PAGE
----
Freundel: On any issue you want to talk about, there are Jewish values, and most of the time what Judaism has to say doesn’t fall neatly into the Democratic or Republican side. So with the U.N. issue, I can talk about questions of international responsibility, and what allows you to be a player on the world stage, because there are examples in the Torah of nations that cannot. And there is in Jewish law discussions about covenants, and the two-sided nature of things—so while I don’t want to talk about policy, I can talk about attitudes in terms of how you look at people you’re in partnerships with.
Helbraun: We’re living in this world where everything is changing. Other religions are about control, but Judaism says no, we have to educate everyone, we have to give knowledge to the masses. And we’re seeing the ramifications of that—the Arab Spring is an example of people seeing they have power over their own lives. The question is how they’re going to exercise it. But you also see this generation in Israel that says, “We may not have power over the peace process, but we do have power over how we’re living our lives internally.” For decades people have said we’ll deal with religious-inclusion issues after we have peace. Well, waiting for peace is something none of us have control over, but there are other aspects of society that are 100 percent in our hands. So there’s also an awakening in the Israeli consciousness.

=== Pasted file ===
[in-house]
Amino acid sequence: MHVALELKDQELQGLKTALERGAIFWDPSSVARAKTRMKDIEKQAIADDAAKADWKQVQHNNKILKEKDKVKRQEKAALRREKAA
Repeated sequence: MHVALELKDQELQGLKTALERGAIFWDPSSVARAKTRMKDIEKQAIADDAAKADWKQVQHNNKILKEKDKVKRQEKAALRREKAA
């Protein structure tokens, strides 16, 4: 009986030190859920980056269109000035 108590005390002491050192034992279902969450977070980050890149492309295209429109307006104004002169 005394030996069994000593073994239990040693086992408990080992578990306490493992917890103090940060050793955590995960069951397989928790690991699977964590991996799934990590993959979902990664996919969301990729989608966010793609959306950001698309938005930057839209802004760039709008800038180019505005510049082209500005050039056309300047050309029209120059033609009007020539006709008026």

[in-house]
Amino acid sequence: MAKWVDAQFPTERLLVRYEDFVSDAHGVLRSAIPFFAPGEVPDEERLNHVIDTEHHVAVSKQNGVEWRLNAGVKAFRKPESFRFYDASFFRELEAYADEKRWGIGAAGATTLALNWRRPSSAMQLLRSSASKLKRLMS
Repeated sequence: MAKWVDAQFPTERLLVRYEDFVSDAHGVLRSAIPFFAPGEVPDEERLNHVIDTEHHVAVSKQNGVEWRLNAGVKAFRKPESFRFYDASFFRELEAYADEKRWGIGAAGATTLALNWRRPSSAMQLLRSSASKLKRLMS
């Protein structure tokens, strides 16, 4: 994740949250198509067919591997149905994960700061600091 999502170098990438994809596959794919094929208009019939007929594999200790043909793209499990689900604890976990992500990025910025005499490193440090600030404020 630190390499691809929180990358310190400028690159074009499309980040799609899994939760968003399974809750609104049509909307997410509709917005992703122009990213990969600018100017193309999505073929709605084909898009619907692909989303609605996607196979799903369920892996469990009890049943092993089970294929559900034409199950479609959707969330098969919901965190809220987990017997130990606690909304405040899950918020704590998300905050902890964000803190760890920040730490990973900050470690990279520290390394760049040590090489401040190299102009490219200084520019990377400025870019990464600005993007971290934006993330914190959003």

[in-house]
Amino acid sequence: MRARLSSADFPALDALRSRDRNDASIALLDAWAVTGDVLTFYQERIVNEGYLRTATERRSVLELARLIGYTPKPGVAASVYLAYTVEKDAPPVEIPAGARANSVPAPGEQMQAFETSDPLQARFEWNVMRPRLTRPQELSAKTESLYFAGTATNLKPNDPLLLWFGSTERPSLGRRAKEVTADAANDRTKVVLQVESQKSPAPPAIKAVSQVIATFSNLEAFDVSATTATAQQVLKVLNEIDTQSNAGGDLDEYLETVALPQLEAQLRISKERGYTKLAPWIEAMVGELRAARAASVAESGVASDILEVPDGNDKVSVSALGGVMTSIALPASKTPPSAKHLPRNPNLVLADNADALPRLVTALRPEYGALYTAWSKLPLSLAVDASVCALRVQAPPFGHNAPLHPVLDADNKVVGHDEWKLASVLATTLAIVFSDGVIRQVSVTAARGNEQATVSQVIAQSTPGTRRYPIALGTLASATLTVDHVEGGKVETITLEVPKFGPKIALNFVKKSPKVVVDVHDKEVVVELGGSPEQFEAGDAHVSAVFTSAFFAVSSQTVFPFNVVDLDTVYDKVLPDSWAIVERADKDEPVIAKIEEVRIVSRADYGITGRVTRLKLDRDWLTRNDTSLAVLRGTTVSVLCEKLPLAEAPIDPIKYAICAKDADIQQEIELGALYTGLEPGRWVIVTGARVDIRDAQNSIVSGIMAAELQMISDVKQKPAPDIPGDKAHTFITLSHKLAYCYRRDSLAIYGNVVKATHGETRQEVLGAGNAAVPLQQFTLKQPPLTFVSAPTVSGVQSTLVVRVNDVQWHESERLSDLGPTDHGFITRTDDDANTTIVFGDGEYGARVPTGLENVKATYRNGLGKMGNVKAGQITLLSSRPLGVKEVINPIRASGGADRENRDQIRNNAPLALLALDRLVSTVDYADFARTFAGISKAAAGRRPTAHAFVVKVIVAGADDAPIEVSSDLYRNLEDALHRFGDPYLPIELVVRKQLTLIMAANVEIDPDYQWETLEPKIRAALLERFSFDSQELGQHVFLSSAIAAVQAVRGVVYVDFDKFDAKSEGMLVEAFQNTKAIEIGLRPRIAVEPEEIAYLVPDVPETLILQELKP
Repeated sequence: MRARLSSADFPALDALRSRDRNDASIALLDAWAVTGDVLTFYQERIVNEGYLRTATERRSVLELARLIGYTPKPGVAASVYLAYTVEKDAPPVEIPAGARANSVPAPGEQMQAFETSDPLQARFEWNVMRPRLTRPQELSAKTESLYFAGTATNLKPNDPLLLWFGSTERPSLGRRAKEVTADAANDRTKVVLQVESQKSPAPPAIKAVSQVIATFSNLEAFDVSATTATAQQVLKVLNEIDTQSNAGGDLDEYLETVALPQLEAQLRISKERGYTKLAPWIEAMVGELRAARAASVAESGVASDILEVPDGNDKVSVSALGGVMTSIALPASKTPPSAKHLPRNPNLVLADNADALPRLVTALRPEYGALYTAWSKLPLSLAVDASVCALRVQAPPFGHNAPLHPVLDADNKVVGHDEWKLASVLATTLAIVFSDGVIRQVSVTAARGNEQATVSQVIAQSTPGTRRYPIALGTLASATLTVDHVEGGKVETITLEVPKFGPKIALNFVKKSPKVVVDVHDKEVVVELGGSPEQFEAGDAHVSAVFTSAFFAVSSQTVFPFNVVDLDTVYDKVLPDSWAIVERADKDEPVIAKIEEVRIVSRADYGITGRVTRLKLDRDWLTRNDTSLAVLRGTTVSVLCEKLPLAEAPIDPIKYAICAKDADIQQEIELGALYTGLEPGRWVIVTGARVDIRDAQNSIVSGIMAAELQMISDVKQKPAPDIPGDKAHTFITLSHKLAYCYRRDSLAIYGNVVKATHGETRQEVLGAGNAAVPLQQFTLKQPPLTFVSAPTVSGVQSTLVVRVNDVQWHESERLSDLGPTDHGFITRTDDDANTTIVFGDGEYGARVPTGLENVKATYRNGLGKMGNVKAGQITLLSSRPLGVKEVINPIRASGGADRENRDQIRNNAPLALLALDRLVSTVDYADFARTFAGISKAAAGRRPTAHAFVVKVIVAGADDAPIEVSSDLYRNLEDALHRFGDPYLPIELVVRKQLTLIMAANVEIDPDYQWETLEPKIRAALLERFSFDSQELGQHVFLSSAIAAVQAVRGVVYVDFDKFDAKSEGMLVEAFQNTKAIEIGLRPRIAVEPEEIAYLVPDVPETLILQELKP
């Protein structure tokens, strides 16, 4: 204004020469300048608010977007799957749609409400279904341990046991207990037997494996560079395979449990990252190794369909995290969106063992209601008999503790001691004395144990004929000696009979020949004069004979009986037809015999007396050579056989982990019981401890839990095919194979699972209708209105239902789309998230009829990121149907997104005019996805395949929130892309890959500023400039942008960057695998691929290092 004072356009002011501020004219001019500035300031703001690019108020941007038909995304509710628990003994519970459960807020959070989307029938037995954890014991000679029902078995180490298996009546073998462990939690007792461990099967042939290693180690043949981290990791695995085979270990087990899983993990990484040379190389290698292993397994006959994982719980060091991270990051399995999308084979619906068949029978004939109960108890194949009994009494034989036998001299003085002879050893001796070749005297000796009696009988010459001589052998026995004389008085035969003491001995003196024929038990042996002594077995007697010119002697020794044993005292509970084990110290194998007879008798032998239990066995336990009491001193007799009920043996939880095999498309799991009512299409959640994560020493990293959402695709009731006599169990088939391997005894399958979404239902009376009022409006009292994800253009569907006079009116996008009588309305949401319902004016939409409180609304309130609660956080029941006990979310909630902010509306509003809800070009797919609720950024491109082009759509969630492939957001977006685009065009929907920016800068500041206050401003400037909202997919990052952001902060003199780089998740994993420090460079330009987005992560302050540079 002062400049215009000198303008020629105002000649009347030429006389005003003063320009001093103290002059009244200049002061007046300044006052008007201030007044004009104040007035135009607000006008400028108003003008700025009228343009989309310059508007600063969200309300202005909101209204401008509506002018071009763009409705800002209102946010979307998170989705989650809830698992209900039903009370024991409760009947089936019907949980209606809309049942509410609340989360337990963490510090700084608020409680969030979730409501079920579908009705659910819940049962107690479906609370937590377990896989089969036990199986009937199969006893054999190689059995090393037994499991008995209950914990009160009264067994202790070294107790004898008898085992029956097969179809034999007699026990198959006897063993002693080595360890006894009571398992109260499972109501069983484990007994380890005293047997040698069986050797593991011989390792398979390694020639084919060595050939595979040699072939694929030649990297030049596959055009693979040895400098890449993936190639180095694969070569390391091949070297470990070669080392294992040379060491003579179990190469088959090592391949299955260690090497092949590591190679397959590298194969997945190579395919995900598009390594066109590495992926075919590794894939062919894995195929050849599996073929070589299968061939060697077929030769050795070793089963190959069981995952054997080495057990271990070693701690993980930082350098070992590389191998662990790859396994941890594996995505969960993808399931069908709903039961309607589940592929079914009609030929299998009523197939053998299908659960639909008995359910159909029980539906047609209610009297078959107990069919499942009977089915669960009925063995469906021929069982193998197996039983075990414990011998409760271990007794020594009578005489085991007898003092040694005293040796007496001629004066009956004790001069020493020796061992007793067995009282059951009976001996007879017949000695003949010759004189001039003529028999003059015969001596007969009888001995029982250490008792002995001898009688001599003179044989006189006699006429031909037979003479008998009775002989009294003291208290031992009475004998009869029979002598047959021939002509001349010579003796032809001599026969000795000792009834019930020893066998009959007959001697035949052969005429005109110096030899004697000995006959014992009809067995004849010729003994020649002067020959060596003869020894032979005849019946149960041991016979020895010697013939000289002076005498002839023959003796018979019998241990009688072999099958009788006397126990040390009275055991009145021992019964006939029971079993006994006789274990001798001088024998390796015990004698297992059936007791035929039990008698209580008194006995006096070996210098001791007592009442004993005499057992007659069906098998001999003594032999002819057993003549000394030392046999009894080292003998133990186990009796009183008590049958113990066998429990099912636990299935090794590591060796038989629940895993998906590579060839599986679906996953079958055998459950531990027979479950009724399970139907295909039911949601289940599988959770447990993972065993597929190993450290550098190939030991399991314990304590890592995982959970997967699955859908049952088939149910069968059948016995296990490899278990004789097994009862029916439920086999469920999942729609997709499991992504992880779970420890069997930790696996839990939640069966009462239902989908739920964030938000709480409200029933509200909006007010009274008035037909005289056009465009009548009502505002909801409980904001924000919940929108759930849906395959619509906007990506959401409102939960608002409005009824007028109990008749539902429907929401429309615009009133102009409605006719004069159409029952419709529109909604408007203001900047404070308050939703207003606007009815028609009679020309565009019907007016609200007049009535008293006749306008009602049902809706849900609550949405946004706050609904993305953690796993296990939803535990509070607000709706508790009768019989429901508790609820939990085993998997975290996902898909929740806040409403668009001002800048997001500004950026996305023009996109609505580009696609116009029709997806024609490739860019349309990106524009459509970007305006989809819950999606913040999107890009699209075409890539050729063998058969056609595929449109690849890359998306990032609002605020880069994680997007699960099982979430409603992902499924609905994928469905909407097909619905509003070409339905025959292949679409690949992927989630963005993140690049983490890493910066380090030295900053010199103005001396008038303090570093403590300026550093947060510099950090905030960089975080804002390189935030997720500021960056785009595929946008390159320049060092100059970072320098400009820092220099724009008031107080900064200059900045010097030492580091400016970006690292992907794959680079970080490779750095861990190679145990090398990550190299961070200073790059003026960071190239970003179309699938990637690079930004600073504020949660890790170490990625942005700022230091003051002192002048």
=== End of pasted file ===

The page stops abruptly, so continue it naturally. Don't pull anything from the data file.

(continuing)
ON ISRAEL’S TENT-CITY PROTESTS
Rabbi Andy Bachman
Congregation Beth Elohim, Brooklyn, New York
We have hundreds of thousands of Israelis in the streets. That’s the largest Jewish protest movement for social justice in our lifetime. What is lost on American Jews is, hey, 6 million Jews live there and speak Hebrew every single day. There is a whole other Jewish reality going on.
Geller: It’s a watershed moment for Israel. It’s the Israeli Arab Spring, but it’s not clear where it’s going to lead—it’s easier to say, “We’re deposing a dictator” than “We’re reshaping society.” I think it’s a shift from the original vision of Israel to a different kind of social contract.
Goldberg: I use Israel as a springboard to get into questions of community. I wouldn’t tell Bibi what to do in the tent protests, but I can talk about what a reminder it is of Israel’s democracy that a quarter of a million people can protest housing prices while people in neighboring countries are gunned down for protesting in the street.
Bachman: I want to link it to the broader question of what ideas we have as a community about the organizing principles of our lives, and to what degree they translate into Jewish identity questions, and beyond that, to building a just society. I think it’s a really powerful opportunity to talk about Israel beyond the tried and true, and possibly alienating ways we engage in Israel.